Prince of the Blood
by Raymond E. Feist
Recommended Ages: 14+
Arutha only hopes the trip will teach the twins some responsibility. But their schooling takes a nasty turn soon after they cross the Keshian border, when their party is attacked by bandits. Believed by all except Erland to be dead, Borric is taken prisoner and cruelly driven to the slave market of Durbin, where is to be sold. He escapes with the aid of a fast-talking beggar boy named Suli, and later joins up with a mercenary named Ghuda and a fun-loving wizard named Nakor. They make their perilous way to the capital city of Kesh, while trying to elude capture by forces who are determined to kill Borric for mysterious, political reasons. Meantime, Erland finds himself unexpectedly representing the Kingdom as its heir presumptive in the middle of a vast, culturally alien court swirling with sex, intrigue, and danger. A high-ranking member of the royal family is murdered, and two nations are brought to the brink of war, before the true nature of the plot is revealed. By then, it's open season on the twin princes and their entourage.
Every book by Feist that I have read, including the massive Magician, I have found easy to enjoy: written in a transparent style, with fast-paced action, romance, humor, and mighty feats of world-building filling every page with fun. Though at times this book felt like a lighter-weight piece of entertainment than the three (or four) I had read before, I came to the end thinking it might have been my favorite so far. I'm not sure that isn't something that's going to happen every time I read another Feist novel. The twins, Jimmy, Locky, Gamina, Ghuda, Suli, and Nakor are compelling characters, and as the two groups pursue vastly different types of adventures, a rich variety of culture and scenery is revealed. The tale abounds in suspense, excitement, Adult Content Advisory-worthy titillation, and intrigue, with differing views about the place of women and attitudes about sex coming in for some comment. And most importantly, the twins' characters are transformed by their adventure.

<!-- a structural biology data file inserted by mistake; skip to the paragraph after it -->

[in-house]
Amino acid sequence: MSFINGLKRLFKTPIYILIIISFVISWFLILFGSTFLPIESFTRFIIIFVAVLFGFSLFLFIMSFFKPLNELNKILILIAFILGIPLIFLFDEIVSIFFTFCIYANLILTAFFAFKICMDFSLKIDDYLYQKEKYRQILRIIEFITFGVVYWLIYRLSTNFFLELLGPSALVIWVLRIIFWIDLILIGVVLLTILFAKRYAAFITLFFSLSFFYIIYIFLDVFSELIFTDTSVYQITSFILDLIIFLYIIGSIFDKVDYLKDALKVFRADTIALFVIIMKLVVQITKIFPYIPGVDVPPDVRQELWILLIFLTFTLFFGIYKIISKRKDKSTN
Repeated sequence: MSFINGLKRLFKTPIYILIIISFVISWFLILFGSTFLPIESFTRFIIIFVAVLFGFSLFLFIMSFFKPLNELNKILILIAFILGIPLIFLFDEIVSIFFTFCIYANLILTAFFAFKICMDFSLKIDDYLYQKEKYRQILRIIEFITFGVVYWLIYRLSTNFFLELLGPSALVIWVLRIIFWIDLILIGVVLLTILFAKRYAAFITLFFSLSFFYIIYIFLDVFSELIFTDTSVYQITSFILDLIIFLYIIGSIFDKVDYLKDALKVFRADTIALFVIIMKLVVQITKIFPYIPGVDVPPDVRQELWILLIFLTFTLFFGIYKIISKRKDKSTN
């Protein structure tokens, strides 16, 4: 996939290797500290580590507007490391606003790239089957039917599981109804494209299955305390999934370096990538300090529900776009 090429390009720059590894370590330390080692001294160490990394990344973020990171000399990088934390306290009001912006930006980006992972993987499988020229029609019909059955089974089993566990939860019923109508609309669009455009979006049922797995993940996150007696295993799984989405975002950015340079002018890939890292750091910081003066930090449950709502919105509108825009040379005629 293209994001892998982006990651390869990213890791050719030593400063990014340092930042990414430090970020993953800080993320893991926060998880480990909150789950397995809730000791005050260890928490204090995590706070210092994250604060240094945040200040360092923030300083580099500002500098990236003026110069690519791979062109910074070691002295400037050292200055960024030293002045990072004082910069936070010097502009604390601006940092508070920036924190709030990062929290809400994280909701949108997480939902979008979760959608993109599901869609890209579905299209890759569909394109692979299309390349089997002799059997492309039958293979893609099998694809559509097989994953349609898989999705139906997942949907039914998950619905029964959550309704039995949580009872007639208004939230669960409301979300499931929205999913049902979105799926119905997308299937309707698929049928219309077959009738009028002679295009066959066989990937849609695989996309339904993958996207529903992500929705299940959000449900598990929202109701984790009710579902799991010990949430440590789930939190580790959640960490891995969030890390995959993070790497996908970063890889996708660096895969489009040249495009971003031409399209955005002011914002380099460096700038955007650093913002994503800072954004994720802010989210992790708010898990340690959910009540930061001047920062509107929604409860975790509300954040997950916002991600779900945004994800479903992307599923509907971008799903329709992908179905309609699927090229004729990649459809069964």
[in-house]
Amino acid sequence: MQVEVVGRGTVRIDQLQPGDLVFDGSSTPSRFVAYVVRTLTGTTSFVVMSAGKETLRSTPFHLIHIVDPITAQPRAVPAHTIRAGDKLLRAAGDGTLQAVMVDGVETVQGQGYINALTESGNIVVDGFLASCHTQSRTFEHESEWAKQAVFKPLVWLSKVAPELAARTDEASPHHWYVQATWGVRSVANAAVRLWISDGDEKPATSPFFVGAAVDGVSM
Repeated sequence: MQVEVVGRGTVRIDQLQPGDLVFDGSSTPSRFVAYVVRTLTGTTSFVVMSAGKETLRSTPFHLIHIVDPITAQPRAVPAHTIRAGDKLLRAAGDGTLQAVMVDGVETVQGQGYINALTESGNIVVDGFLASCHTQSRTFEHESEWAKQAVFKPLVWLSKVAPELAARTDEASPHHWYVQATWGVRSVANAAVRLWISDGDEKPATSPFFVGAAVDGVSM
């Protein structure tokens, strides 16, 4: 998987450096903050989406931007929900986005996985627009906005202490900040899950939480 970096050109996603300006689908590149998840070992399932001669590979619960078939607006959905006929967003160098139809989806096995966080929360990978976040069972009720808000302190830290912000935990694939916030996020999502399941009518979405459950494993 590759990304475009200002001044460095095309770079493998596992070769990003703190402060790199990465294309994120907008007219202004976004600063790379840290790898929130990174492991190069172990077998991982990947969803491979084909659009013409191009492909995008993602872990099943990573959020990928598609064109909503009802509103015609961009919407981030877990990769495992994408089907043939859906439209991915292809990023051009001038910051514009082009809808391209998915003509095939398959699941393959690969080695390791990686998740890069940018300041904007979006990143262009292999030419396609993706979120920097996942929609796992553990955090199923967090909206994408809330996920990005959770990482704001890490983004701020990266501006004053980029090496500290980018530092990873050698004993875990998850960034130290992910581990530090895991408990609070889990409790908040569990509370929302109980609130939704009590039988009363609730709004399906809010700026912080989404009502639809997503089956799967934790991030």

I have learned to tremble a little when I get to the part of a review of one of Feist's books where I have to describe where it fits into his body of work. Feist himself apparently counts the Riftwar books, listed above, as a trilogy; most everyone else divides Magician into two books (Magician: Apprentice and Magician: Master), and therefore counts the same series as four books. The situation only becomes more complex with this book, which I have seen described as the first of two stand-alone companion novels to the Riftwar saga (the second being The King's Buccaneer) - rather as Belgarath the Sorcerer is viewed as a stand-alone companion or prequel to David Eddings' Belgariad quintet. On the cover of my copy of The King's Buccanneer, however, that book is described as the second book of the "Krondor's Sons" series, apparently taking Prince of the Blood as the first. And on one of my favorite websites for settling arguments about the canon order of various series of books, both books are listed as part of the Riftwar series. I don't want to get into the middle of this, but for the sake of simplicity, I'm going with this last option in my index to these reviews.
Now that that's settled, I can go on to note this five- or six-book series, or trilogy or quartet with two outlying books, or whatever it is, is only the beginning of a literary canon of some 30 books set in the world of Midkemia, which (if I am correctly interpreting the author's acknowledgements to both books) took shape in the collaborative setting of a fantasy role-playing game. Other titles include the "Riftwar: The World on the Other Side" trilogy (co-authored with Janny Wurts), the "Riftwar: Serpentwar" quartet, the "Riftwar Legacy" quartet, the "Legends of Riftwar" trilogy (with various co-authors), the "Conclave of Shadows" trilogy, the "Darkwar" trilogy, the "Demonwar" duad, and the "Chaoswar" trilogy. Most recently, Feist started an entirely new fantasy series with the book King of Ashes.